Activities For A Collie Pyrenees

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Introduction

The Collie Pyrenees is a great dog to adopt if you're looking for a well mannered, even tempered canine companion to help light up your life. These breeds result from mixing a friendly and reliable Collie with a majestic and loving Great Pyrenees. As both of their parents excel at herding other animals and pulling off a number of incredible agility feats, you can be certain that your Collie Pyrenees will be just as adept at activities that require them to be fast on their feet. Activities like flyball, dock diving, and those that involve a canine disk (or Frisbee in laymen's terms) will all help your Collie Pyrenees develop their natural born abilities.

Scent Training

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Any Day
Cheap
Easy
45 min
Items needed
Scented Items
Dog Treats
Activity description
Collies tend to have some of the best senses of smell of all dogs in the animal kingdom. Being part Collie, your dog will have a similarly well adapted sniffer that can help them track down certain scents no matter how well hidden they may be. Scent training aims to help your dog refine their ability to find certain things, people, or other animals by scent alone. You could take your dog to meet with a professional scent trainer if you'd like them to work as a rescue or service dog some day. Conversely, you could gather a few distinct (and preferably pleasant) aromas and train your dog yourself.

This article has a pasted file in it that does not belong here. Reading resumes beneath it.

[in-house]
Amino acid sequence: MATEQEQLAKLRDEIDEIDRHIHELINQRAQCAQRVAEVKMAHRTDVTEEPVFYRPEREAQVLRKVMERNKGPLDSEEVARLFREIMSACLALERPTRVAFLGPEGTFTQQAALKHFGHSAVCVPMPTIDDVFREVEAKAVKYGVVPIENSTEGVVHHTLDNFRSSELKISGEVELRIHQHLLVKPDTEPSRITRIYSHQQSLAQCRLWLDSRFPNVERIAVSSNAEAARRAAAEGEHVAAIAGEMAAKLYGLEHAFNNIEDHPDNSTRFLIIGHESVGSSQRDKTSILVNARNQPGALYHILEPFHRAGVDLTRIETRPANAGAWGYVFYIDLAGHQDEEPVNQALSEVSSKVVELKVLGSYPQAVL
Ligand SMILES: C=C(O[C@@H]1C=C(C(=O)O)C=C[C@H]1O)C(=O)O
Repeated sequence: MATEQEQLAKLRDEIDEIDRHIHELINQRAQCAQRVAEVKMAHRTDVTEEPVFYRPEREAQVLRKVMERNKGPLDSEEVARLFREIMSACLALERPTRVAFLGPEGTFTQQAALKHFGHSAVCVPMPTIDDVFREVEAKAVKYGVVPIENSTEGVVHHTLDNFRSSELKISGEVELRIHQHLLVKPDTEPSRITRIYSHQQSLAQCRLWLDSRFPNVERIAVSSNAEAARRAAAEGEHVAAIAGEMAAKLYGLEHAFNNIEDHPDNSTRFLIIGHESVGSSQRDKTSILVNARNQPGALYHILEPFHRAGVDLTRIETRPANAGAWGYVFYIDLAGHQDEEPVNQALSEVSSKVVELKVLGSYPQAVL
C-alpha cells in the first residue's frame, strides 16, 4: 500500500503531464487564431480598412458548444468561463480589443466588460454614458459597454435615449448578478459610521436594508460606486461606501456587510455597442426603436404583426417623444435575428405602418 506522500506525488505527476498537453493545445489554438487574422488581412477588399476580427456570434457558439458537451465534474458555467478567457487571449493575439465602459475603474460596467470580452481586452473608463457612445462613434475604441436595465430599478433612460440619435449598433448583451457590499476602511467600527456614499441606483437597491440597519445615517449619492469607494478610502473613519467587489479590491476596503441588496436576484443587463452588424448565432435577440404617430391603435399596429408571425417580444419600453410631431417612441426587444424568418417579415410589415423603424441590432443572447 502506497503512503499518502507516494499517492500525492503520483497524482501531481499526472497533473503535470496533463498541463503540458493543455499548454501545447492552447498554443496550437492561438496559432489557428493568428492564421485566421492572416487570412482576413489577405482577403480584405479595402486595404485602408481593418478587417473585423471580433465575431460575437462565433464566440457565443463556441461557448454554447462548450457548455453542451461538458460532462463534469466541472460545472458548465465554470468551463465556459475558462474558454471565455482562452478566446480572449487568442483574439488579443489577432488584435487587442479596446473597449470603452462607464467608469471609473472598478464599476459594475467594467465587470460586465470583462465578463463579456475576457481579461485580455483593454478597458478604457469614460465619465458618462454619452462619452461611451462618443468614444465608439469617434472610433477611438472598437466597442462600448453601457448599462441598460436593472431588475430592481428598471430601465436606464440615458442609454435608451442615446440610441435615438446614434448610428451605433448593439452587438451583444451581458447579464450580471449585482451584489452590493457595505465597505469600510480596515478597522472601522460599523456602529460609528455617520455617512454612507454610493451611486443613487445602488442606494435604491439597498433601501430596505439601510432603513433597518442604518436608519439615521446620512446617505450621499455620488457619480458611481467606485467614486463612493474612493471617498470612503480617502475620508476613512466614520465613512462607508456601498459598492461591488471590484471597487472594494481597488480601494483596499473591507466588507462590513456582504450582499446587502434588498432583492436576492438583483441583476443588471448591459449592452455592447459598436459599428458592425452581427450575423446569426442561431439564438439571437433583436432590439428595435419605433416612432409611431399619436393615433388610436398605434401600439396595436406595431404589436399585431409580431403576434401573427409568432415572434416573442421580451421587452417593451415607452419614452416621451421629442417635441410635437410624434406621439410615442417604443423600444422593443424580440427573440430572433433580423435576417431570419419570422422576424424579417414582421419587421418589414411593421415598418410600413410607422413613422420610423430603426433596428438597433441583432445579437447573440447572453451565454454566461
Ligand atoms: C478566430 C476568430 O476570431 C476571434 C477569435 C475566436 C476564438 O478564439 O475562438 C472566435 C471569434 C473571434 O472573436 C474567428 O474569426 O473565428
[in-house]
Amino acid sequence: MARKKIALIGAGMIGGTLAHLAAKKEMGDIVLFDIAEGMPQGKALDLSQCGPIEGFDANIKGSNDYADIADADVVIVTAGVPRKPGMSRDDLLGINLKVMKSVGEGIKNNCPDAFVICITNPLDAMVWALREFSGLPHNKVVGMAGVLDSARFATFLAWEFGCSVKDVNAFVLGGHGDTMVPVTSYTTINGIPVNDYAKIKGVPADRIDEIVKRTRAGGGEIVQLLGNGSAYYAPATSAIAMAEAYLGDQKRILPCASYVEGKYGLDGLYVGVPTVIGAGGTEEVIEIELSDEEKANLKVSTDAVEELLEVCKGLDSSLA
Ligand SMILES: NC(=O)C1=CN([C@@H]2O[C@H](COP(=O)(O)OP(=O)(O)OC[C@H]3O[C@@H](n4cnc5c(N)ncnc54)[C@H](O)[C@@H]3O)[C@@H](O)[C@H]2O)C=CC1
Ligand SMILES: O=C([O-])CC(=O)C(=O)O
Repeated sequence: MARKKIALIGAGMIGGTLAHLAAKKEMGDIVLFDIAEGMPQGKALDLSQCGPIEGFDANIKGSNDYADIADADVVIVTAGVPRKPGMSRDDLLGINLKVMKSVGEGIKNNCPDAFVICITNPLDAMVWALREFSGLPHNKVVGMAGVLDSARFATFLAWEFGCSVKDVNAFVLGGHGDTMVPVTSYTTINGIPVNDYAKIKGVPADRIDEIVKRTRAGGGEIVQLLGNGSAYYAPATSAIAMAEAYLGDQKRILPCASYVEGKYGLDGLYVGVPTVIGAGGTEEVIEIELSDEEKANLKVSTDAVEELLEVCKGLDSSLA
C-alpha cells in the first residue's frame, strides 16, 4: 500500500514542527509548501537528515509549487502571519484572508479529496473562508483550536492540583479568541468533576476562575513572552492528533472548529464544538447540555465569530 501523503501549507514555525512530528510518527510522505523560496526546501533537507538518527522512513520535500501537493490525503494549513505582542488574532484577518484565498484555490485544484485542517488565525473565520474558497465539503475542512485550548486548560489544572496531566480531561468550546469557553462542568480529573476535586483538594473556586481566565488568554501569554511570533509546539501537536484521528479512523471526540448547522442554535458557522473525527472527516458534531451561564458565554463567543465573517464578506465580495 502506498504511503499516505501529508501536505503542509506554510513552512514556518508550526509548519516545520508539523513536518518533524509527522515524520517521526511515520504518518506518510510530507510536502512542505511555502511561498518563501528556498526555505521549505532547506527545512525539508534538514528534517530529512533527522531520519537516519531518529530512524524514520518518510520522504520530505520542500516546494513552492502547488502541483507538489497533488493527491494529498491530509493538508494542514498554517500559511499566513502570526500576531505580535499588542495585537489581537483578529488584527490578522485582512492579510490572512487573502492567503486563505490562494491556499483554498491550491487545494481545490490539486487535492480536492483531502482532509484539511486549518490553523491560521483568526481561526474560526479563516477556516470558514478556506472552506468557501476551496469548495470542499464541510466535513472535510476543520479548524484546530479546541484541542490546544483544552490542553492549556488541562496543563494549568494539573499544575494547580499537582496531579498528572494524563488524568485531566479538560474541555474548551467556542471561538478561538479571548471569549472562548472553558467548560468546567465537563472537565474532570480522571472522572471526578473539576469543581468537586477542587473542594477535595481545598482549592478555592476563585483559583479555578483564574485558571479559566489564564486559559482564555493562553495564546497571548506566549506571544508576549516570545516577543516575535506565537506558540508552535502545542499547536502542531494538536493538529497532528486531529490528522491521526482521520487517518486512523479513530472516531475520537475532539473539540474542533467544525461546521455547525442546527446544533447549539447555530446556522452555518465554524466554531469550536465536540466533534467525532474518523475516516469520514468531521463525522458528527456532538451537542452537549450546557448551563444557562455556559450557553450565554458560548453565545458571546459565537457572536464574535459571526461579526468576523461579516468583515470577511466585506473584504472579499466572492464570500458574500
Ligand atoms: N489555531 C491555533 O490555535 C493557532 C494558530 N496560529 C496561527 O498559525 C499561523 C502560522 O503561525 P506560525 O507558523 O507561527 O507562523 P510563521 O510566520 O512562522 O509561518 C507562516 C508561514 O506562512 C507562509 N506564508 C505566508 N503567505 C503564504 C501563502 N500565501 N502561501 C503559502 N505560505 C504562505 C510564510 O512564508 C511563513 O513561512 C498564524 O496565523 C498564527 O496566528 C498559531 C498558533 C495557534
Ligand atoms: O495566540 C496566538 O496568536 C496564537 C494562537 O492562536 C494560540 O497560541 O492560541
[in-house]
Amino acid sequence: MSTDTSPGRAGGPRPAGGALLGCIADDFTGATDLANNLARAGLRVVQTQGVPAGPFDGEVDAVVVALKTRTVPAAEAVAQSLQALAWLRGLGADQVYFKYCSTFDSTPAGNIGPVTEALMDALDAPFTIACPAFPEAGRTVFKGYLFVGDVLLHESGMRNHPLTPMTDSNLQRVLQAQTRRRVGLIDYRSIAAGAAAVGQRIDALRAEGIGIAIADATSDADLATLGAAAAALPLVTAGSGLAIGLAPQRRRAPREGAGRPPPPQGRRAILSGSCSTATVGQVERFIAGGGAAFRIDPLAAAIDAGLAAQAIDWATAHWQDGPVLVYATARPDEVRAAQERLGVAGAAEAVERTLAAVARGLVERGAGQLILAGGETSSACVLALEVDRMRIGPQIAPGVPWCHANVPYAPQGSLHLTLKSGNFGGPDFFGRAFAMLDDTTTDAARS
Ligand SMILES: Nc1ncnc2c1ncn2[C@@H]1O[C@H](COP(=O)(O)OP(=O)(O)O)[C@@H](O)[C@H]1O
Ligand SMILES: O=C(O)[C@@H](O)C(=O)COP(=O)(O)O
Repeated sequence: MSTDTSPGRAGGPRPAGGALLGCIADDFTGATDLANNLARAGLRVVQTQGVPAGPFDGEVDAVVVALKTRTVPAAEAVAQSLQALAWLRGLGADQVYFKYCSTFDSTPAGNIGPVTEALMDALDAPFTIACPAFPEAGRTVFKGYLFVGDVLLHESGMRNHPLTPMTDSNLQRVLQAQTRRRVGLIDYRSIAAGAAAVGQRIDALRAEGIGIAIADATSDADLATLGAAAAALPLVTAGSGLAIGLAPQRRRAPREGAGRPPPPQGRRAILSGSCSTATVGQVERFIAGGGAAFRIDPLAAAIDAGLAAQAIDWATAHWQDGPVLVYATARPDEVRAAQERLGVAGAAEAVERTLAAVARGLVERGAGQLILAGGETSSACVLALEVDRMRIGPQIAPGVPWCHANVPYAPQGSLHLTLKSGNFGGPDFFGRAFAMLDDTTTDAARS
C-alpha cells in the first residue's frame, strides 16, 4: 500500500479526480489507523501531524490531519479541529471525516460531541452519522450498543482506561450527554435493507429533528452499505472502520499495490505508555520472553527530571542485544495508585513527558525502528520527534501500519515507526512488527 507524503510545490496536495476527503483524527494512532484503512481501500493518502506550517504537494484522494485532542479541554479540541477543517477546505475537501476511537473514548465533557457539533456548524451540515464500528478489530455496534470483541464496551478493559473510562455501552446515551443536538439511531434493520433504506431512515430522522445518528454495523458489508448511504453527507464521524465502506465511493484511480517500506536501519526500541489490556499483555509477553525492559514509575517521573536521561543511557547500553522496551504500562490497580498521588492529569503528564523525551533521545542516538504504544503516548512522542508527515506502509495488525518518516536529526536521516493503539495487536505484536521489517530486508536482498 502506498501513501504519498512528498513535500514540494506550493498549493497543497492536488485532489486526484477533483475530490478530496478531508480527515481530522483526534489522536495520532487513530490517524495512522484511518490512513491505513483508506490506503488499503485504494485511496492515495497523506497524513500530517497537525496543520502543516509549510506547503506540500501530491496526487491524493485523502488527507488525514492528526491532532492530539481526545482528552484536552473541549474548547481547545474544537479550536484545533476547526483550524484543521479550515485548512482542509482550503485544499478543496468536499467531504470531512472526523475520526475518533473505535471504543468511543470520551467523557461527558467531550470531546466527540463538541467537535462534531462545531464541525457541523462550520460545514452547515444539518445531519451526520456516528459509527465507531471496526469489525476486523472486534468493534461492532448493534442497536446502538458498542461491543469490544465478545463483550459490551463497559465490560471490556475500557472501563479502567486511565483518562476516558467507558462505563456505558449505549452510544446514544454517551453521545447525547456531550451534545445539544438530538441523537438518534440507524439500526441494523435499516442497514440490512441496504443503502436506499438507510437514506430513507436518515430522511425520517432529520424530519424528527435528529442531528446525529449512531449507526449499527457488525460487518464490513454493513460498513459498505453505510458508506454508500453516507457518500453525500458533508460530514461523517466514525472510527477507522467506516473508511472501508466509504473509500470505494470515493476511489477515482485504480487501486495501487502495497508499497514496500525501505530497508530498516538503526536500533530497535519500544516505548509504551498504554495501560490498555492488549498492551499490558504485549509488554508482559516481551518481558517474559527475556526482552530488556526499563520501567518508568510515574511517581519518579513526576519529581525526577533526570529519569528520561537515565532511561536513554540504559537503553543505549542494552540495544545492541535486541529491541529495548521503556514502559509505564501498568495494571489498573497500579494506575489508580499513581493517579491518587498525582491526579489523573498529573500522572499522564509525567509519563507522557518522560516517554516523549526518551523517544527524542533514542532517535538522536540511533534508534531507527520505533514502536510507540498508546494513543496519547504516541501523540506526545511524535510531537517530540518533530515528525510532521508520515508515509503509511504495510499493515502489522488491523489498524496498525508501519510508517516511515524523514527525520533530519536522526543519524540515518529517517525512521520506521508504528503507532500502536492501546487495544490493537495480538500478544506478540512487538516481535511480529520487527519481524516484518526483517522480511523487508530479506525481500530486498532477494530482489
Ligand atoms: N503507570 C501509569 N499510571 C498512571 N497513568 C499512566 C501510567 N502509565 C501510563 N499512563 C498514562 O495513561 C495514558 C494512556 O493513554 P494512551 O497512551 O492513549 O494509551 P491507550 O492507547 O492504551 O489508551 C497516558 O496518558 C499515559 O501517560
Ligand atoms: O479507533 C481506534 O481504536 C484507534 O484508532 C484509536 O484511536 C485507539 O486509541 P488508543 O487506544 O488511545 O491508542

Step
1
Stock up on scents
For this activity, you'll be encouraging your dog to sniff out a number of scented items that you've hidden out of view. We've found that it's best to gather a wide range of aromas that you can use to scent the items before stashing them away. Lavender and Peppermint are two scents dogs tend to like a lot. It's always recommended though, to check with your dog's veterinarian to see which scents are safe for your furry companion.
Step
2
Out of sight, out of mind